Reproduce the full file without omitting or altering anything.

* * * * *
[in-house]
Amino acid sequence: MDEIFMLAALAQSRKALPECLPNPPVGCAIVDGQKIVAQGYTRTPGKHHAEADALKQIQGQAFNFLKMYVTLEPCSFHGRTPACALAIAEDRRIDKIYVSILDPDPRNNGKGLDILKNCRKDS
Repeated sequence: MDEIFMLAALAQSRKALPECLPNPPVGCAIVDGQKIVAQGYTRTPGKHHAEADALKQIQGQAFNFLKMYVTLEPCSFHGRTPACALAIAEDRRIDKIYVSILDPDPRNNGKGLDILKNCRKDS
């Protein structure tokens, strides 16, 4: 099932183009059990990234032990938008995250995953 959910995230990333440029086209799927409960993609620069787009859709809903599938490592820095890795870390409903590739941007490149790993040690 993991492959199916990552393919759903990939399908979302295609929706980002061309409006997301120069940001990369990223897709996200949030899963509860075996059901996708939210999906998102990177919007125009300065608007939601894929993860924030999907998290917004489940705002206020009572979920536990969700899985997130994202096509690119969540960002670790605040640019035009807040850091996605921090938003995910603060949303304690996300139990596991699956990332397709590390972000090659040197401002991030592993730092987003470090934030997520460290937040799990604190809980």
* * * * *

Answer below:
[in-house]
Amino acid sequence: MDEIFMLAALAQSRKALPECLPNPPVGCAIVDGQKIVAQGYTRTPGKHHAEADALKQIQGQAFNFLKMYVTLEPCSFHGRTPACALAIAEDRRIDKIYVSILDPDPRNNGKGLDILKNCRKDS
Repeated sequence: MDEIFMLAALAQSRKALPECLPNPPVGCAIVDGQKIVAQGYTRTPGKHHAEADALKQIQGQAFNFLKMYVTLEPCSFHGRTPACALAIAEDRRIDKIYVSILDPDPRNNGKGLDILKNCRKDS
């Protein structure tokens, strides 16, 4: 099932183009059990990234032990938008995250995953 959910995230990333440029086209799927409960993609620069787009859709809903599938490592820095890795870390409903590739941007490149790993040690 993991492959199916990552393919759903990939399908979302295609929706980002061309409006997301120069940001990369990223897709996200949030899963509860075996059901996708939210999906998102990177919007125009300065608007939601894929993860924030999907998290917004489940705002206020009572979920536990969700899985997130994202096509690119969540960002670790605040640019035009807040850091996605921090938003995910603060949303304690996300139990596991699956990332397709590390972000090659040197401002991030592993730092987003470090934030997520460290937040799990604190809980």